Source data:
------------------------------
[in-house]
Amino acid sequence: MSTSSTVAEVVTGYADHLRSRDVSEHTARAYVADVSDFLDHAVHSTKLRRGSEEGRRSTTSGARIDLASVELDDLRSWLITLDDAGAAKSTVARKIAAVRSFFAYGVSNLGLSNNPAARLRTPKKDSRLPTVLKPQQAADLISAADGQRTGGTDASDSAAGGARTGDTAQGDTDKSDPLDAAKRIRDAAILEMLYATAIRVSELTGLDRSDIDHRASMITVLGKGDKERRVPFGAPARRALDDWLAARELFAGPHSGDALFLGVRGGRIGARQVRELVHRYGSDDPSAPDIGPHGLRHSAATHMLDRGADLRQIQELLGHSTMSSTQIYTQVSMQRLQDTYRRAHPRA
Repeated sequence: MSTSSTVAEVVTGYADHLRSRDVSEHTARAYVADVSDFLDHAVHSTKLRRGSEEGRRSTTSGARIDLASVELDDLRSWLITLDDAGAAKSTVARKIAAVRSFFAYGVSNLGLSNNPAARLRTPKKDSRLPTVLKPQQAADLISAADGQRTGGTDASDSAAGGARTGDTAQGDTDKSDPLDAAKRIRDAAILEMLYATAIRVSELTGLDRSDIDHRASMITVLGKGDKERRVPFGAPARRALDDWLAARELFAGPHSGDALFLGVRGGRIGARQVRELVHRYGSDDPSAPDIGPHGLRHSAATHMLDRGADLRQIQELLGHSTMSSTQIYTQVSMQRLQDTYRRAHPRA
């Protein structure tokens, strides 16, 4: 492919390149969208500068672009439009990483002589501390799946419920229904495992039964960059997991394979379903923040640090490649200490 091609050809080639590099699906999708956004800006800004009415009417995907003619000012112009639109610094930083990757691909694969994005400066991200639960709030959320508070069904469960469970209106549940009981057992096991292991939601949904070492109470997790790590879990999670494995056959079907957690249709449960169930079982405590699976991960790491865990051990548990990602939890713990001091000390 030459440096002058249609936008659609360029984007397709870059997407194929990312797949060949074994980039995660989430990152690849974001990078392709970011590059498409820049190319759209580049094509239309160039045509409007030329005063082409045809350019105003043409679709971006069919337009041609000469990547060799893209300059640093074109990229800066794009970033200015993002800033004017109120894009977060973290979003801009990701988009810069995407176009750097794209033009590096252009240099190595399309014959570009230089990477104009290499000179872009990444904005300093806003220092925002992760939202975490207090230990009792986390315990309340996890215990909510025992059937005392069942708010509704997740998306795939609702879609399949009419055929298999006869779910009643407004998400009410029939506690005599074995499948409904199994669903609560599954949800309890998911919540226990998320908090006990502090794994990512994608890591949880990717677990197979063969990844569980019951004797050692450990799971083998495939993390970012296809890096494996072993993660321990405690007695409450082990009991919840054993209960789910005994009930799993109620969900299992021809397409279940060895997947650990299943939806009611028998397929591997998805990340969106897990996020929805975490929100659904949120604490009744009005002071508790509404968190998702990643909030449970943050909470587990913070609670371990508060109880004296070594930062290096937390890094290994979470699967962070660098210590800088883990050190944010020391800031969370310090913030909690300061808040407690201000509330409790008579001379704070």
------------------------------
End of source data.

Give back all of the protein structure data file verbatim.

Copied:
[in-house]
Amino acid sequence: MSTSSTVAEVVTGYADHLRSRDVSEHTARAYVADVSDFLDHAVHSTKLRRGSEEGRRSTTSGARIDLASVELDDLRSWLITLDDAGAAKSTVARKIAAVRSFFAYGVSNLGLSNNPAARLRTPKKDSRLPTVLKPQQAADLISAADGQRTGGTDASDSAAGGARTGDTAQGDTDKSDPLDAAKRIRDAAILEMLYATAIRVSELTGLDRSDIDHRASMITVLGKGDKERRVPFGAPARRALDDWLAARELFAGPHSGDALFLGVRGGRIGARQVRELVHRYGSDDPSAPDIGPHGLRHSAATHMLDRGADLRQIQELLGHSTMSSTQIYTQVSMQRLQDTYRRAHPRA
Repeated sequence: MSTSSTVAEVVTGYADHLRSRDVSEHTARAYVADVSDFLDHAVHSTKLRRGSEEGRRSTTSGARIDLASVELDDLRSWLITLDDAGAAKSTVARKIAAVRSFFAYGVSNLGLSNNPAARLRTPKKDSRLPTVLKPQQAADLISAADGQRTGGTDASDSAAGGARTGDTAQGDTDKSDPLDAAKRIRDAAILEMLYATAIRVSELTGLDRSDIDHRASMITVLGKGDKERRVPFGAPARRALDDWLAARELFAGPHSGDALFLGVRGGRIGARQVRELVHRYGSDDPSAPDIGPHGLRHSAATHMLDRGADLRQIQELLGHSTMSSTQIYTQVSMQRLQDTYRRAHPRA
């Protein structure tokens, strides 16, 4: 492919390149969208500068672009439009990483002589501390799946419920229904495992039964960059997991394979379903923040640090490649200490 091609050809080639590099699906999708956004800006800004009415009417995907003619000012112009639109610094930083990757691909694969994005400066991200639960709030959320508070069904469960469970209106549940009981057992096991292991939601949904070492109470997790790590879990999670494995056959079907957690249709449960169930079982405590699976991960790491865990051990548990990602939890713990001091000390 030459440096002058249609936008659609360029984007397709870059997407194929990312797949060949074994980039995660989430990152690849974001990078392709970011590059498409820049190319759209580049094509239309160039045509409007030329005063082409045809350019105003043409679709971006069919337009041609000469990547060799893209300059640093074109990229800066794009970033200015993002800033004017109120894009977060973290979003801009990701988009810069995407176009750097794209033009590096252009240099190595399309014959570009230089990477104009290499000179872009990444904005300093806003220092925002992760939202975490207090230990009792986390315990309340996890215990909510025992059937005392069942708010509704997740998306795939609702879609399949009419055929298999006869779910009643407004998400009410029939506690005599074995499948409904199994669903609560599954949800309890998911919540226990998320908090006990502090794994990512994608890591949880990717677990197979063969990844569980019951004797050692450990799971083998495939993390970012296809890096494996072993993660321990405690007695409450082990009991919840054993209960789910005994009930799993109620969900299992021809397409279940060895997947650990299943939806009611028998397929591997998805990340969106897990996020929805975490929100659904949120604490009744009005002071508790509404968190998702990643909030449970943050909470587990913070609670371990508060109880004296070594930062290096937390890094290994979470699967962070660098210590800088883990050190944010020391800031969370310090913030909690300061808040407690201000509330409790008579001379704070």